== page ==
The use of such stabilizers is particularly important in the satisfactory carrying out of directional drilling operations, Where, but for such stabilizers, the collars would drop to and remain at the bottom or lower side of an angularly `disposed or inclined well bore.
Frequently, stabilizers such as set forth above also serve as reamers to clean the well bore and/or ream it out to gauge, as when the bit becomes worn and/or undergauged.
There is a great tendency for stabilizers and reamers of the character referred to above to become balled, that is, to become caked and packed with mud and cuttings to such an extent that they become stuck in the Well bore and stop circulation therethrough. While this balling of reamers and stabilizers cannot be prevented, various means have been provided and are employed to inhibit such balling of said tools, or to clean the tools after they have become caked or balled up.
The two most effective and practical means provided to remove cake or ball from a reamer or stabilizer, or to inhibit the establishment of such a ball, include:
One, the provision of circumferentially extending ports in the vanes of the tools to allow for the flow of circulating fluid therethrough;
Two, the provision of valve controlled ports in the reamer-stabilizer, which ports can be selectively opened to direct high pressure jets of circulating fluid into or onto the packed material, to wash it away; and,
Three, the provision of bumper subs, that is, splined tools engageable in the drill string and which can be operated to hammer and pound the balled tools free by suitable raising and lowering the drill string.
Each of the above means has proven to be quite successful in certain situations and wanting in others.
It has been found that in those situations Where circulating ports in the vanes and/or the valve controlled circulating means is ineffective, a combination of the two may be effective. Where both of the circulating means is ineffective, the bumper means may prove effective, and vice-versa.
Further, it has been found that where no one or a pair of these means is effective, a combination of all-three is, in an overwhelming number of situations, effective.
In those situations where a combination of such means is not successful, it is ordinarily necessary that a special tool be run into the Well to cut the -Vanes of the reamers or stabilizers free.
It is to be noted that the reamer-stabilizers and bumper subs, provided by the prior art, are separate tools and are ordinarily purchased from distinct sources.
In the art of well drilling, it is up to the driller to select the reamer-stabilizers and/or bumper subs that he believes or feels will be necessary and to assemble and make up his drilling string with these tools, as best he can. In such cases, it will be apparent that the several tools are, in fact, independent and separate from each other and must be handled and treated as such.
It is an object of this invention to provide a novel combination, circulating stabilizer-reamer and bumper.
It is an object of this invention to provide a tool of the character referred to wherein the bumper means is related directly to the stabilizer-reamer means and carries valve means for opening and closing ports of suitable duid circulating means related to the stabilizer-reamer portion of the construction.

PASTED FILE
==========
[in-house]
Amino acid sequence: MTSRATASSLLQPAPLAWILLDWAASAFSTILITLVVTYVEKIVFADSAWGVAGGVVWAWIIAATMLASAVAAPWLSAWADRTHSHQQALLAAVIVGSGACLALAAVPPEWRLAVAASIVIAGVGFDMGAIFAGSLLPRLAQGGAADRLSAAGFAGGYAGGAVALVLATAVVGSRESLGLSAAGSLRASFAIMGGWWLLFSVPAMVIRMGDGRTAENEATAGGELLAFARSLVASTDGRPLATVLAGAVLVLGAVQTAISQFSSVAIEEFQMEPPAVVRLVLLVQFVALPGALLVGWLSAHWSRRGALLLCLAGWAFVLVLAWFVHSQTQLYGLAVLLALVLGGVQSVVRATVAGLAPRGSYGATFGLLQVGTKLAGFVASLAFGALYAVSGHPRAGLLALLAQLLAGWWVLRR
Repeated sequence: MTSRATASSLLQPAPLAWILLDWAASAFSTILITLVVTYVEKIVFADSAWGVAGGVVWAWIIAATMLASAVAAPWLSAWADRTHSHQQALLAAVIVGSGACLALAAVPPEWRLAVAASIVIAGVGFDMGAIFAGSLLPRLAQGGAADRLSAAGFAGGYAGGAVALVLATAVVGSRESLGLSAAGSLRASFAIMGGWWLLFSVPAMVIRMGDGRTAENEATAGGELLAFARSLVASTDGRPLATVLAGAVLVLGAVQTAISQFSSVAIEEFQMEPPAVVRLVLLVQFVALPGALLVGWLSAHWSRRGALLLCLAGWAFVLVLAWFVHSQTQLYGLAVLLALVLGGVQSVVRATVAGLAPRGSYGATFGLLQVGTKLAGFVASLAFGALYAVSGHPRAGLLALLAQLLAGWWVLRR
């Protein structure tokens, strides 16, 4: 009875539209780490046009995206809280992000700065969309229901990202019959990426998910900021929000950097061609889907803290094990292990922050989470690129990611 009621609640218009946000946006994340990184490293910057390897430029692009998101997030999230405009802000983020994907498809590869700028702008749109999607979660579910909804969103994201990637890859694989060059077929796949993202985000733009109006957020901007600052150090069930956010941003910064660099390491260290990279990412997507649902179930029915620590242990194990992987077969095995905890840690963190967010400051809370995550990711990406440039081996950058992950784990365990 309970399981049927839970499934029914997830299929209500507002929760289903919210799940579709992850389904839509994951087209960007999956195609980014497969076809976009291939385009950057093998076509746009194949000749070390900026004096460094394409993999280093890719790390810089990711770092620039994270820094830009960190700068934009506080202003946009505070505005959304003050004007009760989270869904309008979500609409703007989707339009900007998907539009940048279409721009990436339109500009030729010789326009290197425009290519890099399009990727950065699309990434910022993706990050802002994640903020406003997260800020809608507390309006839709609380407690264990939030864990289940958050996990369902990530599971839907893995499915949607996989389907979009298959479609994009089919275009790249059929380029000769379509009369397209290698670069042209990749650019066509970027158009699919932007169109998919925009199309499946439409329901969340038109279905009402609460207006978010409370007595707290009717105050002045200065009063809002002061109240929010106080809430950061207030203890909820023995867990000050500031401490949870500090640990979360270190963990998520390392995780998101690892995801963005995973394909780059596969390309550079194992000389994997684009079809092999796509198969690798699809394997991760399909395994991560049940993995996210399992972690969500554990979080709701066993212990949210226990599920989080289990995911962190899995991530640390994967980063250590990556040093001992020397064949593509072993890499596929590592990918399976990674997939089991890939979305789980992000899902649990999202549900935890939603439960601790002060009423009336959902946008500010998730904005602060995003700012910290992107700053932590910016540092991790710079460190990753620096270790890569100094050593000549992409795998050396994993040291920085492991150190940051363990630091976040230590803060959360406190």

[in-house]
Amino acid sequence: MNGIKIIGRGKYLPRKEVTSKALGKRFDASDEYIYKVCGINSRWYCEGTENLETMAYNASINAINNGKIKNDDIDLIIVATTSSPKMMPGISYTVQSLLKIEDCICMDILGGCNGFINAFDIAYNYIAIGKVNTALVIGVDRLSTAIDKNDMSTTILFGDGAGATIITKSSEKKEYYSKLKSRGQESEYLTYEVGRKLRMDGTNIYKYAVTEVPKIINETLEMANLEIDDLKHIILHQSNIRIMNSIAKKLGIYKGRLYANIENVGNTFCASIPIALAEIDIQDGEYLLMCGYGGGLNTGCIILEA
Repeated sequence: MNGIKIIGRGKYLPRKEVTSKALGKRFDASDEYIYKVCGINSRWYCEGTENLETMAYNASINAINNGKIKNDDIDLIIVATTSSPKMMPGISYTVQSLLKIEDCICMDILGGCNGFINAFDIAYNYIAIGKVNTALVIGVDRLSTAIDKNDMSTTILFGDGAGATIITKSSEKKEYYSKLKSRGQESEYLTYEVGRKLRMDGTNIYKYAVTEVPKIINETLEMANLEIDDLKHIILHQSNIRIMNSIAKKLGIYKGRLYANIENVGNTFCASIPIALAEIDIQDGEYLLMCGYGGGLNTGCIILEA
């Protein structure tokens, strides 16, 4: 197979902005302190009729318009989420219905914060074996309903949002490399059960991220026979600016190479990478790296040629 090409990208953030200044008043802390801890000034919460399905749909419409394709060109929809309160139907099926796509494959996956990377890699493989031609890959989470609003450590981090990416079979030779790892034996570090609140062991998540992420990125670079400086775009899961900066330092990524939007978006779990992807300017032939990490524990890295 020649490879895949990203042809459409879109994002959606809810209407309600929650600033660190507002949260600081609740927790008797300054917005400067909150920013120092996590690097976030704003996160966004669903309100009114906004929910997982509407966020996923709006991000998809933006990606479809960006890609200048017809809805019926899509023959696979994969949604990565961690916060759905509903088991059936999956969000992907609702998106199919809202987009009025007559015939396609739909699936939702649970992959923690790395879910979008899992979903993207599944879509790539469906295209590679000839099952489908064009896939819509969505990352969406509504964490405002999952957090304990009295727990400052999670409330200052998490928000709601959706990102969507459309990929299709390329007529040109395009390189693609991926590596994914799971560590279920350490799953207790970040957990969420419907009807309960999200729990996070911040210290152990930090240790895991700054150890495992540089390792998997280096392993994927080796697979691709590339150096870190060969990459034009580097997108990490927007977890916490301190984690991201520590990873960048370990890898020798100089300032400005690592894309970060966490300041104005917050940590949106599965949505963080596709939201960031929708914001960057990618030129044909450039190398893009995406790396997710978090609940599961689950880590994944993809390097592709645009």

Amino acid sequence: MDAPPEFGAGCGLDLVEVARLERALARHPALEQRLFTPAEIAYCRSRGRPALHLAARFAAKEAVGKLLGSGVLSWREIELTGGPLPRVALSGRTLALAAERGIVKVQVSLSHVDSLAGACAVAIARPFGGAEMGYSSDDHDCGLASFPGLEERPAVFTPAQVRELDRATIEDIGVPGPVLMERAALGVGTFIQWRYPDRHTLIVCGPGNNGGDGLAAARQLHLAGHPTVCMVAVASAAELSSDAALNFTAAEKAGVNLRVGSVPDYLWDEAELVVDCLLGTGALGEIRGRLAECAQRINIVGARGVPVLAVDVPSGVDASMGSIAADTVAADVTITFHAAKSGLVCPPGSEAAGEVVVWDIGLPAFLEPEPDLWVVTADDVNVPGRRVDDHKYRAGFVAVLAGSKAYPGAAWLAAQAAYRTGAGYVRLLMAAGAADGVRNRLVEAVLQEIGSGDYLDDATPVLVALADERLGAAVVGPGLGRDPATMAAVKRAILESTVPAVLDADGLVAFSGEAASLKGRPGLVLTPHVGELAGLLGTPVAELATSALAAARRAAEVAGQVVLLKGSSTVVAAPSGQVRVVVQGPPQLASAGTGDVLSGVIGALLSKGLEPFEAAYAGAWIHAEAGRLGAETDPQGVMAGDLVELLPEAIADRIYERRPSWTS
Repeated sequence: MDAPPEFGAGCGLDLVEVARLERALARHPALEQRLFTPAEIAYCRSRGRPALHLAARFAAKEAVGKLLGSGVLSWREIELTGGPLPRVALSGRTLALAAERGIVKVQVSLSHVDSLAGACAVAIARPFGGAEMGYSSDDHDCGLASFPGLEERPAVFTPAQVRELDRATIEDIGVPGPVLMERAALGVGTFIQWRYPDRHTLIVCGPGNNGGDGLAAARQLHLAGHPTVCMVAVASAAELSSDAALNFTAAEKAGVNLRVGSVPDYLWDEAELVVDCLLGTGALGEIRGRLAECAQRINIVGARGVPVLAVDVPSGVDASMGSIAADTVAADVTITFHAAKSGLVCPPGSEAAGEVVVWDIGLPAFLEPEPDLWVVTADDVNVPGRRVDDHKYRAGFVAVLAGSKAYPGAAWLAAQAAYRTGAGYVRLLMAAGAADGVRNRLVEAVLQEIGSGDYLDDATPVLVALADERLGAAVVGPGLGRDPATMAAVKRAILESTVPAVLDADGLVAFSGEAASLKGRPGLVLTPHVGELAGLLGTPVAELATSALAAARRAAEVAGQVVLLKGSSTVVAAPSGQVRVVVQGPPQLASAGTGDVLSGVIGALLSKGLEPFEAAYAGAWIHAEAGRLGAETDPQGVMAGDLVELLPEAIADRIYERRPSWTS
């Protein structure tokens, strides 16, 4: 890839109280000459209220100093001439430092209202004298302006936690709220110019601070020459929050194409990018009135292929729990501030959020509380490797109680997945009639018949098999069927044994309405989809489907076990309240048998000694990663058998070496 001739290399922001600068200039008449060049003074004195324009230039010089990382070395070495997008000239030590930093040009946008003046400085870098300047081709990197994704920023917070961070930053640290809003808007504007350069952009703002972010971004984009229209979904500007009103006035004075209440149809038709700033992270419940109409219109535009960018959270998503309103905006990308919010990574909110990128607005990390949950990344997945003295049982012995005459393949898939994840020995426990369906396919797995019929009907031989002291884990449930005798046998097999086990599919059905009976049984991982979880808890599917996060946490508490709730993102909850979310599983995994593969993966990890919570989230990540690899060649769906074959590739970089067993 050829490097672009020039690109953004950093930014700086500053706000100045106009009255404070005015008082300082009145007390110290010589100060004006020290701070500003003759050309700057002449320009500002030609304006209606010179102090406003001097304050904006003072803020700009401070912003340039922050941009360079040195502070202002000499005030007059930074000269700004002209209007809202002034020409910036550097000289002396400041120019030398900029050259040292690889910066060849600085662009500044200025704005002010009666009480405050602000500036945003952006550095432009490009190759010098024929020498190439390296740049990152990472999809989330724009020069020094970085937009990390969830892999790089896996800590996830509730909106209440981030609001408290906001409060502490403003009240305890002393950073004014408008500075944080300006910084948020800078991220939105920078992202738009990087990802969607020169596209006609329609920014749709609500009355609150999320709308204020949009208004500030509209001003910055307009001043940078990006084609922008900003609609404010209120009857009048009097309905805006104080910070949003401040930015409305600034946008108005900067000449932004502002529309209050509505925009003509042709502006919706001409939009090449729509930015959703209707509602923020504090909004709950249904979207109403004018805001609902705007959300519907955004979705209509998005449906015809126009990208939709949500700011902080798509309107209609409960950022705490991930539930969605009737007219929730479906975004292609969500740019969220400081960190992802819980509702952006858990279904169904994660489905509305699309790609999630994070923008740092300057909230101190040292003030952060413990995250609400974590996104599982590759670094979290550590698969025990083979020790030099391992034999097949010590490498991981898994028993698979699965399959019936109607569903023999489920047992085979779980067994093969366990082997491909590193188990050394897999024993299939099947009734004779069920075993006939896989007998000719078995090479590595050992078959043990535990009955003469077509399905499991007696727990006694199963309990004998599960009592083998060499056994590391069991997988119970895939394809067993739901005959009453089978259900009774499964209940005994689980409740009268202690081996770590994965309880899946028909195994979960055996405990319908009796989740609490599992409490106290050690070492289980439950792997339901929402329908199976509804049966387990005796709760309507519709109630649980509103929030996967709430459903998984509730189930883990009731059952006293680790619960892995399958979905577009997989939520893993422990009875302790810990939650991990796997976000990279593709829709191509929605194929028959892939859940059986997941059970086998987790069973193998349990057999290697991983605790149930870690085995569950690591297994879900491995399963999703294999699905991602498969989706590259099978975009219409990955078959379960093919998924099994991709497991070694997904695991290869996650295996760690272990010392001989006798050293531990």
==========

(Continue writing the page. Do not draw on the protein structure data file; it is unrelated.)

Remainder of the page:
It is a further object of this invention to provide a tool of the character referred to wherein the bumper and stabilizer-reamer means are so related that the above-mentioned valving means serves as the hammer or impact means for the bumper.
Yet another object of this invention is to provide a tool of the character referred to wherein the fluid circulating means is such that it can be operated to cut and to remove the vanes from the tool and to free the tool, should normal circulating and/ or bumper fail to free the tool.
It is an object of this invention to provide a tool of the character referred to which is easy and economical to manufacture and use or operate.
Further, it is an object of the invention to provide a tool which is less expensive, which requires fewer parts, which is easier and quicker to make up, and which is easier to operate than manufacturing, making up and operating separate circulating type reamer-stabilizers and bumper subs.
Another use to which my new tool is particularly adapted is off-shore drilling, where the drilling rig is arranged on a ship or barge and where provision must be made for the elevation of and the lowering of the drill pipe as a result of the rise and fall of the sea on which the drilling ship or barge is floated. In this special art of drilling, elongate, axially extensive, splined, sub-like tools, in the nature of bumper subs, are employed to allow and/or compensate for the rise and fall of the ship or barge.
It will be apparent that by simply elongating the splined bumper portion of the instant tool, it can be advantageously employed in the place of the ordinary stabilizerreamer units and the elongate axially extensible subs presently employed in off-shore drilling.
It will be further apparent that the tool that I provide is particularly adapted for use in establishing hole or drilling a well bore, in the so-called spudding method of drilling, wherein a bit having a special jet is employed and the drilling string is raised and lowered in such a manner as to hydraulically reduce the formation adjacent to and in advance of the bit. With the instant tool, the bit can be allowed to rest on the bottom of the bore hole and the string raised and lowered in such a manner as to cause my new tool to act as a pump and to intermittently ram fluid into and through the bit, at increased pressures. It will be apparent that the bit, during the spudding operation, is driven into the formation by the hammering action afforded by the bumper portion of the tool.